I responded at the time, among other things, that I sincerely believe that the simple act of having a conversation about ourselves as spiritual beings in the academy counts as something. As anthropologists in particular, we have an ability to talk about diverse forms of spirituality and diverse ontologies in ways that can be quite radical in contrast to the dominant public discourse. But as scholars, we  – particularly those of us who are not also members of Indigenous or other marginalized communities – also have a tendency not to apply those ways of thinking to ourselves and our own lives. This becomes, ultimately, a way of perpetuating the idea of a detached observer, no matter how reflexive the observation process may become. We discuss engagement and collaboration, but this engagement happens in the context of our fieldwork, as a way of bringing our academic knowledge to bear on the spiritual, political, and personal experiences that are happening to others. While I do believe that the reverse happens, and remains, as Todd points out, the default state of being for many Indigenous academics, I don’t feel as though we have a set of commonly accepted ways of talking about that side of the equation.

This short article by Ilana Gershon summarizing some of her work on media ideologies and neoliberalism made me think about these questions in a different way, and it is clear that this is a state of being that is, of course, not unique to the academy. The neoliberal self, the self that requires that state of constant flexibility and responsiveness to the conditions being asked of us in order to ensure that we can meet our basic, material needs, is inherently not a personal one, and it is most certainly not a spiritual one. What is different in the academy is the degree to which we – and again here, I especially mean scholars who belong to dominant cultural groups, with recognition that this is not an either/or binary of dominance/marginalization or belonging/not – study what it means to be a spiritual self, and talk about ways of being in the world, and analyze, and detach, and represent, while at the same time struggling to apply that to manifesting our own selves. The uncertain and precarious nature of academic employment, especially in the early stages, creates an anxiety about being anything other than a properly critical academic citizen.

I am speaking here from a place of preliminary senses based on my personal feelings and observations, mostly as a way of getting some ideas and impressions out on the topic. I do know that there are spaces for talking about these questions among some groups of academics, and I certainly know that the ways in which such anxiety and uncertainty can be dehumanizing and inhumane is being discussed among many who contest the adjunctification of academic labour. By coincidence, I have just now come across this piece from last year by Andrea Smith in which she takes on some of these gut feelings of mine in a much more thorough and extensive analysis. As Smith highlights,  white/settler confessions of privilege become ways of achieving an ally identity, of constructing a critical self that is above/beyond the politics of recognition because it does not require recognition, it chooses it. Quoting Hiram Perez, she discusses the “abstract theorizing” used by the white subject to constitute him or herself in light of a consciousness of anti-racist/colonial struggles that make the default assumption of self-determination clearly problematic – but that continue to rely on an abstract theorization about and in relation to the concrete, material realities of “fixed, brown bodies”. Likewise, in discussing the acceptance of different ways of being spiritual, different ways of being personal, different ways of being and how these might contribute to a reshaping of the academy, the self-reflexive white settler academic works primarily to make space for it, to recognize it, to describe it, to theorize it – not to be it. Being it remains primarily the purview of those who are stuck in their political bodies. Being different, being spiritual, being personal, being political are all elements that are of course extremely challenging and dangerous for those who do not fit the white/settler mold, and I don’t in any way mean to suggest that this is an easy thing to do or space to occupy. What I mean to point out is that in the way we have made these realities something that we talk about for them, we have yet to detach ourselves from a one-way ethnographic gaze.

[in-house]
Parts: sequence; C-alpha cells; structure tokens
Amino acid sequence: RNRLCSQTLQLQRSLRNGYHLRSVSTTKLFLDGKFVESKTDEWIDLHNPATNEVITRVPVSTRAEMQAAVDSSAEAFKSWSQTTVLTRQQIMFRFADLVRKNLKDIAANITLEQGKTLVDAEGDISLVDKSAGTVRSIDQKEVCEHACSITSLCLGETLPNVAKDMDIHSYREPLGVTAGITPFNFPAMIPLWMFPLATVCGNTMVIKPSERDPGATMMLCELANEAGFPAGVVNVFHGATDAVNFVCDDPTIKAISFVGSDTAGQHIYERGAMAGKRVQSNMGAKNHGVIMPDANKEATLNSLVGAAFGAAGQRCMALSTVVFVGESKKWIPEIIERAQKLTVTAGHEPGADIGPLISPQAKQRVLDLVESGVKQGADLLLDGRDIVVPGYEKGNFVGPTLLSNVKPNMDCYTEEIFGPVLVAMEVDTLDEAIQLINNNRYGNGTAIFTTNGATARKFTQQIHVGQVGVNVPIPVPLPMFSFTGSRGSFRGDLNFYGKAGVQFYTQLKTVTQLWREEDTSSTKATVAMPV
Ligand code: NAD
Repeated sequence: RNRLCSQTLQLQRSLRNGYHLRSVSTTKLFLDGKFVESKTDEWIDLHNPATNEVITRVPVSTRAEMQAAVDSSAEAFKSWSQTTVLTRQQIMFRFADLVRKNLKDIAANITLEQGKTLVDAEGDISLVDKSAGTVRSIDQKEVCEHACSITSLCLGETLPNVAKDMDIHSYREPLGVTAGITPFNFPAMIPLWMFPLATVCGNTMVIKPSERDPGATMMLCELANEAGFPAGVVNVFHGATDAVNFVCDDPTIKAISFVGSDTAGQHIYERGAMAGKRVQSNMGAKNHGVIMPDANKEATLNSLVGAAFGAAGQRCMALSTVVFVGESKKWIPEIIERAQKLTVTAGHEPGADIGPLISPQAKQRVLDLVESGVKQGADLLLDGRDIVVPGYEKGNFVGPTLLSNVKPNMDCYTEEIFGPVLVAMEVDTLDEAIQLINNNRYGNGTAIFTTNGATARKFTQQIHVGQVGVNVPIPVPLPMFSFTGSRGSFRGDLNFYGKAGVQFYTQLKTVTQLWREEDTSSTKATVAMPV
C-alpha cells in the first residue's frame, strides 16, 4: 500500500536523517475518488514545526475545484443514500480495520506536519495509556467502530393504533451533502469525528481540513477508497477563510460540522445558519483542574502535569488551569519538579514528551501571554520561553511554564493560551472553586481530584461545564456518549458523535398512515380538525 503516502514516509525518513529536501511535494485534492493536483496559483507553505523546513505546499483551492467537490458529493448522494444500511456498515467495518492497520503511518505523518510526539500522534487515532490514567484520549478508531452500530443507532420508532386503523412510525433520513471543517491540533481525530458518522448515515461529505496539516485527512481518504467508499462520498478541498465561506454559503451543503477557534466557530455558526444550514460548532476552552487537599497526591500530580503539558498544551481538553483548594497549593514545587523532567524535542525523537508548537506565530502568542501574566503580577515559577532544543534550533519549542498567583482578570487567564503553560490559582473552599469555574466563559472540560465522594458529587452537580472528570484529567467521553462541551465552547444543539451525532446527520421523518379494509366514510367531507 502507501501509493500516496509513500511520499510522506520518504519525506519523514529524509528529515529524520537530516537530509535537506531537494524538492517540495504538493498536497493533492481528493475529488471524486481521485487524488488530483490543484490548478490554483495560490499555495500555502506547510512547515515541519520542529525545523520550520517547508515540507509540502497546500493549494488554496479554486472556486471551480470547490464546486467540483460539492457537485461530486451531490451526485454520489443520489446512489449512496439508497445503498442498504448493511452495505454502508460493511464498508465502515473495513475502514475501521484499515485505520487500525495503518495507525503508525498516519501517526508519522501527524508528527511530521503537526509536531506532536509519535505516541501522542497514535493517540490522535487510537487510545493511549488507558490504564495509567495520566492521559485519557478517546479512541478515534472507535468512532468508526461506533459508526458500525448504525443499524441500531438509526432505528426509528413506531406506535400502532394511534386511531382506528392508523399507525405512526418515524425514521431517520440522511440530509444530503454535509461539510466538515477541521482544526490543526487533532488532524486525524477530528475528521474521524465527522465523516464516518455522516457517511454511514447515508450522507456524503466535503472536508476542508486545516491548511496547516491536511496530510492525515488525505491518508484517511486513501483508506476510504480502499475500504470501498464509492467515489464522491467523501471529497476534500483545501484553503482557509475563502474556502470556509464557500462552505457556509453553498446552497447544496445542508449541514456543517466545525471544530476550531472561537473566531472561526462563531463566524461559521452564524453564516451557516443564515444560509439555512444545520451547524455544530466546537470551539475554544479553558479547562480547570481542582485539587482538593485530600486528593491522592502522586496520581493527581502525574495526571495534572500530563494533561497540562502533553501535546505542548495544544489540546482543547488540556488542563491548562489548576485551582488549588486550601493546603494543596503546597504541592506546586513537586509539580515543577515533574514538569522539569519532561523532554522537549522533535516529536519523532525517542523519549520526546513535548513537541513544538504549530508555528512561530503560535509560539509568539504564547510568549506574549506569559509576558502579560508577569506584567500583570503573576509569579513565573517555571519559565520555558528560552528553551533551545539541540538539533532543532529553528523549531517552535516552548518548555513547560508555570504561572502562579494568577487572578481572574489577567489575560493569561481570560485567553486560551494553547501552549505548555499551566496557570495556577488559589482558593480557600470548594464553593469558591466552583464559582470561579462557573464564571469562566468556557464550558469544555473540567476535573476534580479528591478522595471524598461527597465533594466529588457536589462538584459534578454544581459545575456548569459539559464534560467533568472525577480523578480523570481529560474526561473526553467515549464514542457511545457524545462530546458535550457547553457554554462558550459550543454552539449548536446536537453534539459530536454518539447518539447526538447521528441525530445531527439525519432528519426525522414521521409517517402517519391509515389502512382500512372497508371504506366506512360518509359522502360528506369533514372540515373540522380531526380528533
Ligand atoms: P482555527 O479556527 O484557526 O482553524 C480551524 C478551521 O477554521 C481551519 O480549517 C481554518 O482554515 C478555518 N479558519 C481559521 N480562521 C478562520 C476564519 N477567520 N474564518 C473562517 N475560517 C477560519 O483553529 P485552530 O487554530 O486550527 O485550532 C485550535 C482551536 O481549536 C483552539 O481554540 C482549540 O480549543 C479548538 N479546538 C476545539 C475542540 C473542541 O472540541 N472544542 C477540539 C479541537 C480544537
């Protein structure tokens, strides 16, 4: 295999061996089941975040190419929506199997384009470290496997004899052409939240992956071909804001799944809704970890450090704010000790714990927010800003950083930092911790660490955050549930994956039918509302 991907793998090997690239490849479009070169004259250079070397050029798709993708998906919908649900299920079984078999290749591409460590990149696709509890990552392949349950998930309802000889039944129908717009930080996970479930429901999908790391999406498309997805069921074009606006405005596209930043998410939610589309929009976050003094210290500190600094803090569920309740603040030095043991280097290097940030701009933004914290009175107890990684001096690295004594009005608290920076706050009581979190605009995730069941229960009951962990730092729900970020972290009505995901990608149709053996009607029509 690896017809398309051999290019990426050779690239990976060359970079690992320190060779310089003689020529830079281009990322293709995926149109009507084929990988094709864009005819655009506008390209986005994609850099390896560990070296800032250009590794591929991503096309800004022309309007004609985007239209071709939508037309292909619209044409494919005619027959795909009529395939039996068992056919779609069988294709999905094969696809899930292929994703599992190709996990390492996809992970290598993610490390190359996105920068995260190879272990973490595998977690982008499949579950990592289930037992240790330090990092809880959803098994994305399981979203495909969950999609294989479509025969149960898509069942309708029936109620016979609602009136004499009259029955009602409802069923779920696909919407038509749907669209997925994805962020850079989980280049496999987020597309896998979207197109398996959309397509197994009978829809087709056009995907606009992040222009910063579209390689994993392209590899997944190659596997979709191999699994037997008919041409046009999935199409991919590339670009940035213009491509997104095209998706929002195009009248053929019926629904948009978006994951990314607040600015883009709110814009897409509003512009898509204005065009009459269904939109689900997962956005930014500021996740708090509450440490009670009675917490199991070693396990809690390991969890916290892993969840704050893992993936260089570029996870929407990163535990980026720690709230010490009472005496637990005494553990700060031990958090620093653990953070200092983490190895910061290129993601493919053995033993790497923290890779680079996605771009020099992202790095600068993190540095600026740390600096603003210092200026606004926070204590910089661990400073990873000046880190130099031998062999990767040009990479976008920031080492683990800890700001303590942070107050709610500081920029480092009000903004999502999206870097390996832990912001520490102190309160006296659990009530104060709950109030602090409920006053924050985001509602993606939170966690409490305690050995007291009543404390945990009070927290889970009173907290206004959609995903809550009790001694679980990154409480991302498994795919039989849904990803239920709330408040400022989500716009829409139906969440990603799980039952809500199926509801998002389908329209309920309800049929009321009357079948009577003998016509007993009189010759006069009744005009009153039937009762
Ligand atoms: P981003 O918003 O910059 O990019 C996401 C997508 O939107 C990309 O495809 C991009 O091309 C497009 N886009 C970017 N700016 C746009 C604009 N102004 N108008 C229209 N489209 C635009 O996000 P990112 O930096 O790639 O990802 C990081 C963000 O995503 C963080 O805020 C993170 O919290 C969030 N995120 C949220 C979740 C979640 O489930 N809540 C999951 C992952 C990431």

And of course, I think much of this is as related to the academic self as part of the great machine of capitalist production as it is to identity dynamics. In that regard, the academy is just one workplace among many, and as Gershon discusses so well, the increasing merger of our professional identities into our personal lives is pervasive and stressful. One of the privileges of academic life, though, is that we get to talk about this and we get to ask these questions. And the question is becoming, for me at least, not how to adapt my personal self to better achieve my professional goals – though they are important to me, and I value those goals as a part of who I am, politically, personally, and spiritually – but how to be fully human within my professional realities. In returning to Todd’s question above, I think that while a very small way to think about those goals, it is the only way that I have to start.